British human rights advocates have lashed out at the UK's judiciary system for giving the toughest sentences yet to two Facebook users in the country.
The two users of the social network were sentenced to four years in jail each for inciting unrest in their hometowns on their Facebook pages, the Daily Telegraph reported.
Jordan Blackshaw, 20, and Perry Sutcliffe-Keenan, 22, both without previous criminal records, became the first people to be sentenced by crown court judges in the aftermath of last week civil disobedience that has been rocking Britain in the recent days.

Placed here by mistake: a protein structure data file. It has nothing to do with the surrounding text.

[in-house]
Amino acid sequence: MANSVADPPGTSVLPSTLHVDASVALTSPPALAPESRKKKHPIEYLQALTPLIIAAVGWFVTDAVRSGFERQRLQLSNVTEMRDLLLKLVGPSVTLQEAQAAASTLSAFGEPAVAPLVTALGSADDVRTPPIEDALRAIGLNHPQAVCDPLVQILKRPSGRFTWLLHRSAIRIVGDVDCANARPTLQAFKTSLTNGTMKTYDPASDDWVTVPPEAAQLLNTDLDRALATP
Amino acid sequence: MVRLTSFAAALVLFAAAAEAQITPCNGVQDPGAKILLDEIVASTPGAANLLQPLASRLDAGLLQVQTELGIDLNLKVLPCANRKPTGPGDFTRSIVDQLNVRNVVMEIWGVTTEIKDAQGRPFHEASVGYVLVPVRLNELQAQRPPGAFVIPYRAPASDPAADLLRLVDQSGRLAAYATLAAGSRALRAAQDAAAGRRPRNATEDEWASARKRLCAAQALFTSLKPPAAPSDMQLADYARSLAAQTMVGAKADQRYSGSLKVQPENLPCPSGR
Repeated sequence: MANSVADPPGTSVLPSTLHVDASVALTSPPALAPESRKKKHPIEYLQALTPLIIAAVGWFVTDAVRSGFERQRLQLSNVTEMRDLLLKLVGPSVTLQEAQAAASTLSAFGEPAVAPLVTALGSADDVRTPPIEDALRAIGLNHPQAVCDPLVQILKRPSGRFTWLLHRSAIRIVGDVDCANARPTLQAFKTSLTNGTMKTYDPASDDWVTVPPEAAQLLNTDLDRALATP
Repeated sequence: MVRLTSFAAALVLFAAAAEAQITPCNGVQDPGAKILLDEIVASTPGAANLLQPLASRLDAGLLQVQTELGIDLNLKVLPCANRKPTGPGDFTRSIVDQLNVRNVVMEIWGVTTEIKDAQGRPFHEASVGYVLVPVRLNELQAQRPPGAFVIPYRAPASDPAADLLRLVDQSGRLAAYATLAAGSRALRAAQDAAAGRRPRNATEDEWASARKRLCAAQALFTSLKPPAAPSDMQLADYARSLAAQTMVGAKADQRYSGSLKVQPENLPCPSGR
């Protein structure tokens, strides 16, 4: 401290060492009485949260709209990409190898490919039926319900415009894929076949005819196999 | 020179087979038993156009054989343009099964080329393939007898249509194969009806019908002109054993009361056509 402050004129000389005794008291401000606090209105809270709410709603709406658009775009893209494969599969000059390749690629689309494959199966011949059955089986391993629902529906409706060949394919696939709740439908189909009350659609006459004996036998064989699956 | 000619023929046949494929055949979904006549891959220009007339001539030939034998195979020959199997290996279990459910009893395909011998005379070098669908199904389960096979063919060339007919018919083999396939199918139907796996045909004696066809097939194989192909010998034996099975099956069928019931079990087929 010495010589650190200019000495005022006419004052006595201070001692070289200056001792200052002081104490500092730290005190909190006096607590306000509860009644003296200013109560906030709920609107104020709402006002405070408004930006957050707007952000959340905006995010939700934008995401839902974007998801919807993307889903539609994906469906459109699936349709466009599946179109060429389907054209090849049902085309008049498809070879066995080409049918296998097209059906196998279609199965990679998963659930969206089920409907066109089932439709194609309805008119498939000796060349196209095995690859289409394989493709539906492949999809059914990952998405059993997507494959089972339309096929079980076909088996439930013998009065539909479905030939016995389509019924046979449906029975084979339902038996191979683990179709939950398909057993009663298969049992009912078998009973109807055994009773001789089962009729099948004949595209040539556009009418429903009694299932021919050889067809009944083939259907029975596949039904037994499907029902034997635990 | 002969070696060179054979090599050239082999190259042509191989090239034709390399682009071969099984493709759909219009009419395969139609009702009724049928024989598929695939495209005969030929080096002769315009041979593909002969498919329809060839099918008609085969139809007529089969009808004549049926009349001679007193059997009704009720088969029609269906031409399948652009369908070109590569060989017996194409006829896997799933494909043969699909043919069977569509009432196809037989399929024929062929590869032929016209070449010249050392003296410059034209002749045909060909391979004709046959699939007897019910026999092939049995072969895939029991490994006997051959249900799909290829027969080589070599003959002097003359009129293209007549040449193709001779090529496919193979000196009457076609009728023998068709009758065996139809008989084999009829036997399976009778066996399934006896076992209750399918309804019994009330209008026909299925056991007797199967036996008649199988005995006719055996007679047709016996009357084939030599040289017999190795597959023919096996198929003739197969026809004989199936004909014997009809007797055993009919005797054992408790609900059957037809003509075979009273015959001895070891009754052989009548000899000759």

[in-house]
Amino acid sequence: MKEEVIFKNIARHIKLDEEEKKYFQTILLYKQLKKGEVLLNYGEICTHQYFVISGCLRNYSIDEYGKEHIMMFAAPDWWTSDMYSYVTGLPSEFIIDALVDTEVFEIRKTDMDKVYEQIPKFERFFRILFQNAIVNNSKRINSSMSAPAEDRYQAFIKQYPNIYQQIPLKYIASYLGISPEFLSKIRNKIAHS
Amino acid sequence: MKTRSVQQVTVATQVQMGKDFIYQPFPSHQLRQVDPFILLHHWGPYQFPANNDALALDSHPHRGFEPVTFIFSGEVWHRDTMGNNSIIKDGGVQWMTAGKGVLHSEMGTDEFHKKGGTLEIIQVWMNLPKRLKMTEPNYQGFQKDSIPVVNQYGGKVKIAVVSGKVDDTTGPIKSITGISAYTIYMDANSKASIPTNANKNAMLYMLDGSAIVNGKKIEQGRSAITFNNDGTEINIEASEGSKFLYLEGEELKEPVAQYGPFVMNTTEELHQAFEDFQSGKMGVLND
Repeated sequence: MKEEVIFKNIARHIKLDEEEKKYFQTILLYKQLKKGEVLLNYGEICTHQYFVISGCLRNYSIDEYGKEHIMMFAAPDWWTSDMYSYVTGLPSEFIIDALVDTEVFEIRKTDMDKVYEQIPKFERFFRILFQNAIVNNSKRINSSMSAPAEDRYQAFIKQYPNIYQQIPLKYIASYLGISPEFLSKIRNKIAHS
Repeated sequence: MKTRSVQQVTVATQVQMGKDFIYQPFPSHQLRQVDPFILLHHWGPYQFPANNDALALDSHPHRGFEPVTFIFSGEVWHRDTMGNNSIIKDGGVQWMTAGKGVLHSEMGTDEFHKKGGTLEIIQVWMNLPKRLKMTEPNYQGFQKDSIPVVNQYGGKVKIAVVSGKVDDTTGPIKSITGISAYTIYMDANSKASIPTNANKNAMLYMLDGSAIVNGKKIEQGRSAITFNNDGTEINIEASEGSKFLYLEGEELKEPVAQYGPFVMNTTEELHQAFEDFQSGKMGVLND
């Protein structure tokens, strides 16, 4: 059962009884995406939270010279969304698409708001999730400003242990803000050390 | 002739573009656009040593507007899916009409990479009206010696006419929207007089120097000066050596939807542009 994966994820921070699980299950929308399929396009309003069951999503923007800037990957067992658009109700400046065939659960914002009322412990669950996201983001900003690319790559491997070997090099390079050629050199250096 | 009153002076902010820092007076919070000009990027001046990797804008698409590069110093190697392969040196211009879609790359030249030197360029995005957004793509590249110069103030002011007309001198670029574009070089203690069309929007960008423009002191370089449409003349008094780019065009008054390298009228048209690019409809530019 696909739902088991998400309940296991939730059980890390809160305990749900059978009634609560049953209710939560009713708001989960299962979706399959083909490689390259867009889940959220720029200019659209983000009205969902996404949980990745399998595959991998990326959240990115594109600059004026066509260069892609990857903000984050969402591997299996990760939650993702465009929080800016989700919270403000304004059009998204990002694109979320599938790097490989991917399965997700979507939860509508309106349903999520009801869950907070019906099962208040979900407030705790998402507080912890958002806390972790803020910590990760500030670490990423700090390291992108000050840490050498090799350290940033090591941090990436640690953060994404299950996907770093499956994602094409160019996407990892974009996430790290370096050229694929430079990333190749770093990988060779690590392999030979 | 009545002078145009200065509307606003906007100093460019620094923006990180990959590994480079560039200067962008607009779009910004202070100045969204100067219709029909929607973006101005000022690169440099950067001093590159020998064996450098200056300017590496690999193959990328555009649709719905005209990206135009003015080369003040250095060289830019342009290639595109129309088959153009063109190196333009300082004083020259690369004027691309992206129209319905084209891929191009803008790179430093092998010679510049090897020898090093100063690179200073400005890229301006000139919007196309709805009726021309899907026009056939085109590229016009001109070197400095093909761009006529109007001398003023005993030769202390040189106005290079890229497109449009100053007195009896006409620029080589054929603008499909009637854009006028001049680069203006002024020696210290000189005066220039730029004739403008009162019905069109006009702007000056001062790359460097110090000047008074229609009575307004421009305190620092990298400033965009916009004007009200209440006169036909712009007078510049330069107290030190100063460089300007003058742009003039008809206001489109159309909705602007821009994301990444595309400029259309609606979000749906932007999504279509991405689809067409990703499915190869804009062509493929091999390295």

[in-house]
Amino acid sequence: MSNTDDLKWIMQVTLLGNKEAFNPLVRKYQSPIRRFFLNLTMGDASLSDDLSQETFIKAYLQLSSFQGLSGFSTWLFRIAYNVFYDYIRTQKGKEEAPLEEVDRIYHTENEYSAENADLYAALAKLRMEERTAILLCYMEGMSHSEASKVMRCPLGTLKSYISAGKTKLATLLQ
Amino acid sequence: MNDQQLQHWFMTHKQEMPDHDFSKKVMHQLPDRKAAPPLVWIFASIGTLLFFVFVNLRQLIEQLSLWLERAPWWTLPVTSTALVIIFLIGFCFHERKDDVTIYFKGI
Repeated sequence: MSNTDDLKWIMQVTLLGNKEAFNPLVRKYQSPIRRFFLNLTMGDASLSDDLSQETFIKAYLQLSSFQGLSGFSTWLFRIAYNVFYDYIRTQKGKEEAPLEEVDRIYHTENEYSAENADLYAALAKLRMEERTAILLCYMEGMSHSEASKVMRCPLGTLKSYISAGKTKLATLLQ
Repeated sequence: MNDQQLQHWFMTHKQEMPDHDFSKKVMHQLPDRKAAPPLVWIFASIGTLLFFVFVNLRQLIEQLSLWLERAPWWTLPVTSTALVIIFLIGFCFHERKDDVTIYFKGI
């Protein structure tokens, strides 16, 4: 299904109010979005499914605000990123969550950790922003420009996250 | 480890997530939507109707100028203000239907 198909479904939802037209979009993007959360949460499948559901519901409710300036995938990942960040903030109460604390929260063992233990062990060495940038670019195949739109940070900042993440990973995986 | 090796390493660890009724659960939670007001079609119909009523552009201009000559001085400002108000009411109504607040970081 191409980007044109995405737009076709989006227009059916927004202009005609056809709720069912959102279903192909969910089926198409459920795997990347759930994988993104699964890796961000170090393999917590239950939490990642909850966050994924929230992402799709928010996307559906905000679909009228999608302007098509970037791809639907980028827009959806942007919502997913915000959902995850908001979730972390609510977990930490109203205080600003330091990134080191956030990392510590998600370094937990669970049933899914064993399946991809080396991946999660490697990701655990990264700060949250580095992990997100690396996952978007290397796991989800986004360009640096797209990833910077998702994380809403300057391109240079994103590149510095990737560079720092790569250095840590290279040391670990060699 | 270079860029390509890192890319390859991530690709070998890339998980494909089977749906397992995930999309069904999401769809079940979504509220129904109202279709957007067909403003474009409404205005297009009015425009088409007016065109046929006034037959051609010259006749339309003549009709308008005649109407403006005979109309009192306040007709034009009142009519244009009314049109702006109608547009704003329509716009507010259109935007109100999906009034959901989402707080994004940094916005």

Blackshaw created an event on Facebook entitled “Smash Down Northwich Town”, and Sutcliffe-Keenan encouraged unrest on his page.
The cases came a day after it emerged that the British government instructed magistrates in London that they can ignore normal sentencing guidelines in dealing with anti-government protesters.
For the same reason, the toughest sentences yet in relation with last week's unrest were given to Blackshaw, of Marston near Northwich, and Sutcliffe-Keenan, of Warrington.
The two, who appeared at Chester Crown Court on Tuesday, were arrested last week following incidents of violent disorder in London and other cities across the UK.